• Speedtest – There is a bunch of these in the app store I like the one from Ookla the best. You run it and it will give you a speed test of your current connection.
  • RD Client – Windows Remote Desktop in the palm of your hand.
  • MailChimp – Check your stats on Mailchimp, see if your campaigns were sent and even create a campaign in a pinch.

Development

  • Charles Proxy – This awesome debugging proxy can help with debugging whats happening with your app as well as learn a little bit about how apps on your phone interact with the APIs they connect to. It play man in the middle between the app on the device and the internet.

Messaging

  • Messages – Standard messaging app on the iPhone and iPad that lets you text message/SMS with your contacts.
  • WhatsApp – By far one of the better apps for messaging with groups of people internationally.
  • Facebook Messenger – If you need to interact with people on Facebook via messenger this is the way to go.
  • Slack – If you team using Slack this is a great app to use.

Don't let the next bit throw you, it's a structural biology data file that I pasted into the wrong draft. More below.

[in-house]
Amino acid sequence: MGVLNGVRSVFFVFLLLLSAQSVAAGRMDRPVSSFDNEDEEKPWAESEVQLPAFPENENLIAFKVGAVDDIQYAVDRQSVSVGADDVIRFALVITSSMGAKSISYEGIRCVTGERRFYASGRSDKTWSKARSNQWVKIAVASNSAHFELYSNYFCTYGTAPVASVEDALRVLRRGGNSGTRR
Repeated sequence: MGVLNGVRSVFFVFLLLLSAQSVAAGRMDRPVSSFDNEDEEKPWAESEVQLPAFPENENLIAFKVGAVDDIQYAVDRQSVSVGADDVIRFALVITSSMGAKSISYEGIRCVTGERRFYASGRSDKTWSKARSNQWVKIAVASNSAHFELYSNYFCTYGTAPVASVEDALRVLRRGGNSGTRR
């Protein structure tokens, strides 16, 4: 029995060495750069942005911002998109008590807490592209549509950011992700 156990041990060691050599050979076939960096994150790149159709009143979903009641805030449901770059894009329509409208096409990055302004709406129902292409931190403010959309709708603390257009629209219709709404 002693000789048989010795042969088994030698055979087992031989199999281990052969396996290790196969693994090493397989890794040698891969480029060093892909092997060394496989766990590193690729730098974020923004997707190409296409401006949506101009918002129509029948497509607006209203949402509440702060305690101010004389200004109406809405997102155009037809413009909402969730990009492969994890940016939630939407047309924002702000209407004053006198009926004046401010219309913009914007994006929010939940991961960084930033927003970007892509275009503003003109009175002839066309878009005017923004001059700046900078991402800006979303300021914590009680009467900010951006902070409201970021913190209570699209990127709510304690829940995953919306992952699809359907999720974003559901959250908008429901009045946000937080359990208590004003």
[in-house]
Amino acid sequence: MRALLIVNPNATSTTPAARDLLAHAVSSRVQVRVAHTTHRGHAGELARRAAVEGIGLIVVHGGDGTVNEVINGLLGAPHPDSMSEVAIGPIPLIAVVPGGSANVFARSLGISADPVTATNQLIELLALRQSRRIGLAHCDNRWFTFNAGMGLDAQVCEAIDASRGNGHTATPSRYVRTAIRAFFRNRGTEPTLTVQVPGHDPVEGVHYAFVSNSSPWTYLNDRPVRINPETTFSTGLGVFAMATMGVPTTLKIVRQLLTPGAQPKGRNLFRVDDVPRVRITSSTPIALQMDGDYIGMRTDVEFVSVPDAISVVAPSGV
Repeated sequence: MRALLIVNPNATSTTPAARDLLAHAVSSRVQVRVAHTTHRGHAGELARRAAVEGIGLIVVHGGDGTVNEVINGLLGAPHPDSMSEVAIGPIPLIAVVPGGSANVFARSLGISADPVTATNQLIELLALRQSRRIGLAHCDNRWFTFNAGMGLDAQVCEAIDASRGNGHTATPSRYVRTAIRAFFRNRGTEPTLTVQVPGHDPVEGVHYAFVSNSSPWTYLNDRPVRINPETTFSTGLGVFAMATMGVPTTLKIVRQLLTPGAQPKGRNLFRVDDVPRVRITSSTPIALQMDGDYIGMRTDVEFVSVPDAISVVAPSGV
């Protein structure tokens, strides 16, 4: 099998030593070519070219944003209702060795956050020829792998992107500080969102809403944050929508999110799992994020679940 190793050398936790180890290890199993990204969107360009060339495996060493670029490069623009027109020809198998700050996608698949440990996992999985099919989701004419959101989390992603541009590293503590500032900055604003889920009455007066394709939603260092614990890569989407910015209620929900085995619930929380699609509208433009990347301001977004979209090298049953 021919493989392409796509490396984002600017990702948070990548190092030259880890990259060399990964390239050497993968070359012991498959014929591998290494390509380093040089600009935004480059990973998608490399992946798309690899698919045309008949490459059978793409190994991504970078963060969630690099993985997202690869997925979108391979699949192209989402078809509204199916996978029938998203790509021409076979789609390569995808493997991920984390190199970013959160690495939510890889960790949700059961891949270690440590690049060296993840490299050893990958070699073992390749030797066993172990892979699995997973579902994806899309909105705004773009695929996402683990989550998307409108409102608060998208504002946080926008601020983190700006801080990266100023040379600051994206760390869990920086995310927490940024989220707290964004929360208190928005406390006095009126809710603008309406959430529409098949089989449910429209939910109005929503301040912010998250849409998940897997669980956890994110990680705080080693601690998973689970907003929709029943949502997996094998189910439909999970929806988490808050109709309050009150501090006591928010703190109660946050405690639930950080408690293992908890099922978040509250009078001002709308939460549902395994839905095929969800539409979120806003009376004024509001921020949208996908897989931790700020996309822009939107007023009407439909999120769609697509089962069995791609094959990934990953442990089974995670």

• Discord – I’ve found that a few of my IT groups are using Discord for messaging.
  • Reddit & Apollo – Aside from talking with people in /r/christianity and /r/athiest Reddit has become my go-to place for all sorts of things happening on the internet. /r/ifttt, /r/macapps, /r/orangecounty, /r/shortcuts, /r/testflight & /r/wordpress there is something for everyone on Reddit.

Sanity Savers

  • Overcast – My Podcast app of choice. I like this one because of it’s night mode feature, smart speed and voice boost.
  • Audible – Audio books are where its at ourside of podcasts.
  • Spotify – Put one some tunes when you are in the car or stuck rewiring a server rack.
  • YouTube – Where else are you going to find out how to terminate cat6 by an 8 year old?

Travel

  • TripIt – I love TripIt for taking all of the receipts and other emails from my travels and turn them into a nice itinerary. The service is free and works well for someone that only travels every so often for work. One thing I like about it is you just forward your emails to a special email address and it will ingest it and parse out the info it needs to add it to your account. You can also share trips with your spouse and family so they have all the details and any changes that may occur.
  • Google Trips – Much like TripIt Google Trips scans your Gmail looking for travel stuff and adds it to a nice interface for you to use on the go.

What do you use to get your work done while on the move? Leave your response in the comments.